¼ teaspoon ground cardamom

¼ teaspoon freshly grated nutmeg

Buttercream (see accompanying recipe)

Maple Oat Crisp (see accompanying recipe)

Grade A Maple Syrup to finish

Preheat the oven to 350 degrees. Line a cupcake pan with 12 baking cups.

In a stand mixer with the paddle attachment, combine the apples, granulated sugar, and brown sugar and mix on medium-low until well combined, about 1 minute. With the mixer running, slowly pour in the maple syrup, canola oil, and eggs. Continue mixing until combined. Stop the mixer, remove the bowl and paddle, and use the paddle to scrape the insides of the bowl, making sure everything is fully incorporated.

Sift together the flour, baking powder, baking soda, salt, cinnamon, cardamom, and nutmeg, and add to the batter. Mix on medium until just combined, 10 to 20 seconds. Remove the bowl and paddle from the mixer and use the paddle to scrape the bottom and sides of the bowl, ensuring that everything is well mixed.

Scoop the batter into the prepared baking cups, filling them three-quarters of the way. Bake in the middle of the oven for 20 to 25 minutes, rotating the pan halfway through. The cupcakes are done when the centers spring back when you touch them.

Remove the cupcakes from the oven and let to cool completely while you make the oat crisp and buttercream.

Use a pastry bag to pipe buttercream on top of the cupcakes. Top each cupcake with Maple Oat Crisp and a drizzle of Grade A maple syrup.


(Makes about 3 cups)

3 sticks unsalted butter

2 cups 10X powdered sugar

8 ounces mascarpone cheese

2 teaspoons pure vanilla extract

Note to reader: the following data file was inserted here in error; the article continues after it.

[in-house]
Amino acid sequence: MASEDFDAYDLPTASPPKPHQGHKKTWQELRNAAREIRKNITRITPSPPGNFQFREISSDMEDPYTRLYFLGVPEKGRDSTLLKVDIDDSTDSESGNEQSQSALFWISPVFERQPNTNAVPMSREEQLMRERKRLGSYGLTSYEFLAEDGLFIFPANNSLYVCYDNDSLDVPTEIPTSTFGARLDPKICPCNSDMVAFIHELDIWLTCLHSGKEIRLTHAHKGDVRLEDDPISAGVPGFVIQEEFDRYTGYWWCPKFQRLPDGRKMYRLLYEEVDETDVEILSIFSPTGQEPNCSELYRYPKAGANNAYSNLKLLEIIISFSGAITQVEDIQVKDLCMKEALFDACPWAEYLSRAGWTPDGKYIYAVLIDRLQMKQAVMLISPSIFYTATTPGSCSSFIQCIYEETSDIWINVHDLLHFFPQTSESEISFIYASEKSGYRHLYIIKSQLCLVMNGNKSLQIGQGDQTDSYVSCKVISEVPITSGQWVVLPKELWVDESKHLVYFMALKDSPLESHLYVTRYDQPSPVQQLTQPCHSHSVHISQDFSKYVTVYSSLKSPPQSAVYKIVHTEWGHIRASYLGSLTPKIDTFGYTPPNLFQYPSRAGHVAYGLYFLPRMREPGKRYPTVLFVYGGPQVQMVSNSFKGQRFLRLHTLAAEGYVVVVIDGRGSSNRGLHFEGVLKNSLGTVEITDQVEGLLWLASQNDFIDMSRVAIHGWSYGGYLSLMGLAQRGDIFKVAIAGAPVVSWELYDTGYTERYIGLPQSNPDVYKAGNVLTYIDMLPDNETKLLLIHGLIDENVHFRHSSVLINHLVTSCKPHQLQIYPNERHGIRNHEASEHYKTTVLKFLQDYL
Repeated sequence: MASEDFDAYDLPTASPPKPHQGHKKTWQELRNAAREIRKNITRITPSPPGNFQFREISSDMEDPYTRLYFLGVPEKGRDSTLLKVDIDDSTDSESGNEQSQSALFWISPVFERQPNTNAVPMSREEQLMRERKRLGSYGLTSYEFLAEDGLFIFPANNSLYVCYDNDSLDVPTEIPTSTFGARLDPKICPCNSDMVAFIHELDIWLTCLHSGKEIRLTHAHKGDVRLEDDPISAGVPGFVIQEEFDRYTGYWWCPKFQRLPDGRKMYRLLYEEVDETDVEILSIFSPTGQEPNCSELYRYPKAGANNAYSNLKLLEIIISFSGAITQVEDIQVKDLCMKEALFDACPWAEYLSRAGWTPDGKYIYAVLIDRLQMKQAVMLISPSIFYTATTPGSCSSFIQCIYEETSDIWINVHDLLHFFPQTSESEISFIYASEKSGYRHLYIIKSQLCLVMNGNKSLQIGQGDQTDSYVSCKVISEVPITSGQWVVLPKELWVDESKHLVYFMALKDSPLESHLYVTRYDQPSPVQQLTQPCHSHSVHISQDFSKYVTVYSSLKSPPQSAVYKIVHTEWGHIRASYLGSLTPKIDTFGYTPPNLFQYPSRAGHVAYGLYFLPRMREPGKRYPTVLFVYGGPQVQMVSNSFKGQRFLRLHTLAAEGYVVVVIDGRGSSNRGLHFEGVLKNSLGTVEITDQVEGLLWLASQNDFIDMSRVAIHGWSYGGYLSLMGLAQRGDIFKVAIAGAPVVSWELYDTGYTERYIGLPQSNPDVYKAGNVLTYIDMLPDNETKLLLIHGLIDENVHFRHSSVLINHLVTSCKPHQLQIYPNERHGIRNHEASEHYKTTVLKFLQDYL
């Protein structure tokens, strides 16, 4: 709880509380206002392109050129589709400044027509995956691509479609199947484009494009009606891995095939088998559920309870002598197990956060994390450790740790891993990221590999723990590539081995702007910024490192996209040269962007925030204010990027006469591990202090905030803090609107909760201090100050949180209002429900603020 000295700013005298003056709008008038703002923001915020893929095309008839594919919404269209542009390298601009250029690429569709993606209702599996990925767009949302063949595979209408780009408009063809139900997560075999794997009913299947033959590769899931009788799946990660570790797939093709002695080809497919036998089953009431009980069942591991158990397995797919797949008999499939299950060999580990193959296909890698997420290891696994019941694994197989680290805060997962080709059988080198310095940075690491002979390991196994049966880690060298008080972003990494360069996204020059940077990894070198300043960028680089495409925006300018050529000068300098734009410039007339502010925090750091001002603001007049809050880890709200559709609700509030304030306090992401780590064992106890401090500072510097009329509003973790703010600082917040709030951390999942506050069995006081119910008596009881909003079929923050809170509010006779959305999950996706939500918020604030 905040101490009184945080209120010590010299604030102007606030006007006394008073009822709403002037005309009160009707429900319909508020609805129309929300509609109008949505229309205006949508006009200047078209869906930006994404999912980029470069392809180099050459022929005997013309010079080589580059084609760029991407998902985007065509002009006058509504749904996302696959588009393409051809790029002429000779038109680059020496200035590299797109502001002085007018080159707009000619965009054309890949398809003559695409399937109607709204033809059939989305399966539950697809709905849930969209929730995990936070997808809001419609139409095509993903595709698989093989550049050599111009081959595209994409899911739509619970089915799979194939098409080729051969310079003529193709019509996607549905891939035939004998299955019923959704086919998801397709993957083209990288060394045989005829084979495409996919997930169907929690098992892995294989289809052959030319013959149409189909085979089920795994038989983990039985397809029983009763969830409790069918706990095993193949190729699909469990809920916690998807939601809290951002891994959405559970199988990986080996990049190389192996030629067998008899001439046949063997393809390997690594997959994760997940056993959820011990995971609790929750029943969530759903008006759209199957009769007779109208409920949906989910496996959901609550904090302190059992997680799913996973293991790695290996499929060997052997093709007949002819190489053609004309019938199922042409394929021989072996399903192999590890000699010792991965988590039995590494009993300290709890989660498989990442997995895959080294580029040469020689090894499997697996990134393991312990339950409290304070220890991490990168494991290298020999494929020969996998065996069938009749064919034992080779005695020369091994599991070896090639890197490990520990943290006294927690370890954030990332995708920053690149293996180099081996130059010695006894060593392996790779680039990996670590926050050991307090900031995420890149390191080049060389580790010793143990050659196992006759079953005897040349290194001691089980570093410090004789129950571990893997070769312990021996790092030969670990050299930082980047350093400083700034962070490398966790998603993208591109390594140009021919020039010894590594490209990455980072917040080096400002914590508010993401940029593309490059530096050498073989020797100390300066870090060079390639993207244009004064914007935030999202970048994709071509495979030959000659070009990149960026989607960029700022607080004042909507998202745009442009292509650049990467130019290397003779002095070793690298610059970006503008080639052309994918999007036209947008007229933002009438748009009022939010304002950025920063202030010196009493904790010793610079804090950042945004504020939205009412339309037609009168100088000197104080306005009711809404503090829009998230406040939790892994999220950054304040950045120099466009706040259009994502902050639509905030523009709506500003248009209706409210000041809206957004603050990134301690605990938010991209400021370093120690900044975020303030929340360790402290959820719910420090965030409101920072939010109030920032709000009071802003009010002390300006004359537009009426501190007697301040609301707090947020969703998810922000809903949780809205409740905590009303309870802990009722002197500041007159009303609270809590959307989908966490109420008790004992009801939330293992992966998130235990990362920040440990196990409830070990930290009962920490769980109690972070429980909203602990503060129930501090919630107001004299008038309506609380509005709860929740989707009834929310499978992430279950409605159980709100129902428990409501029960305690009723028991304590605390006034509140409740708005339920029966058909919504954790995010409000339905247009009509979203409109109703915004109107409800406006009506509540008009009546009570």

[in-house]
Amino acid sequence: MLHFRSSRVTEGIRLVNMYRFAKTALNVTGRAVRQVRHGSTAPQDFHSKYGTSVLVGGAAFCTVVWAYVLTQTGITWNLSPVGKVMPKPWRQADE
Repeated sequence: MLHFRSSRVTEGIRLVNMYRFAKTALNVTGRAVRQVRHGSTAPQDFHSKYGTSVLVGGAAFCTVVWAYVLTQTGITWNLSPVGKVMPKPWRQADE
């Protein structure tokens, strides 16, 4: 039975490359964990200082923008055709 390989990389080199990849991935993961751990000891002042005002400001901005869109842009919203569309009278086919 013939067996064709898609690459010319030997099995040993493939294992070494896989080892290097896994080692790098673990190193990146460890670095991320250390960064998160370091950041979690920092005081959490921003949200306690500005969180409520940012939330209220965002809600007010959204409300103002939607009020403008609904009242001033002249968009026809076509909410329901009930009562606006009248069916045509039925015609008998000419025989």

1/4 cup heavy cream

Throw everything that isn’t sugar into the bowl. Beat the heck out of that stuff. When that stuff’s fluffy, start adding your sugar a 1/4 cup at a time, eating a bit in between. Do it on low to keep the sugar from flying out of the bowl and getting on your primo duds. Add vanilla and whip.

Whip some cream in bit by bit until it’s spreadable.


6 tablespoons (¾ stick) unsalted butter, softened

1½ cups quick-cooking oats

¾ cup brown sugar

1 teaspoon kosher salt

¼ cup grade B maple syrup

½ cup all-purpose flour

Increase the oven temperature to 375 degrees. Line a baking sheet with parchment paper or a nonstick baking mat. In the mixer with the paddle attachment, cream the butter, oats, brown sugar, and salt on high speed until well mixed. Drizzle in the maple syrup. Turn the mixer to low and add the flour, a bit at a time, until the mixture is crumbly.

Crumble the oat crisp loosely across the baking sheet, letting the mixture fall through your finger in small clumps. Bake for 5 minutes, remove the pan, stir the crisp to redistribute, then bake for another 5 minutes, or until golden brown. Cool completely before using.


(Makes about 5 cups)

3 pounds cooking apples

1 cup apple cider

1 cup granulated sugar

½ cup brown sugar

½ cup grade B maple syrup

¼ cup fresh lemon juice

1 teaspoon kosher salt

1 vanilla bean, split

1 teaspoon ground cinnamon

½ teaspoon ground ginger

½ teaspoon ground cardamom

¼ teaspoon freshly grated nutmeg

Peel, core, and finely chop the apples, reserving any juices that come out of them. Place in the slow-cooker pot with the apple cider, granulated sugar, brown sugar, maple syrup, lemon juice, salt, vanilla bean, cinnamon, ginger, cardamom, and nutmeg. Set to low for 9 hours. If you want to do this before you go to bed, that would be smart — you’ll be using your time wisely, and wake up to a house that smells amazing.

Remove the lid of the pot, give the mixture a good stir, then set to high and continue to cook for another 3 hours to allow the excess moisture to evaporate and the flavors to concentrate. If for any reason the apple butter gets too thick, add more apple cider, ¼ cup at a time, until the desired consistency is reached.

Fish out the vanilla bean. Transfer the apple butter to a food processor and blend until smooth. If you don’t have a food processor, you can use an immersion blender, or just leave the butter slightly chunky. It’s not really “butter” that way, but it is still delicious.

— Adapted from a recipe by Allison and Matt Robicelli “Robicelli’s: A love story, with cupcakes” (Viking: 2013)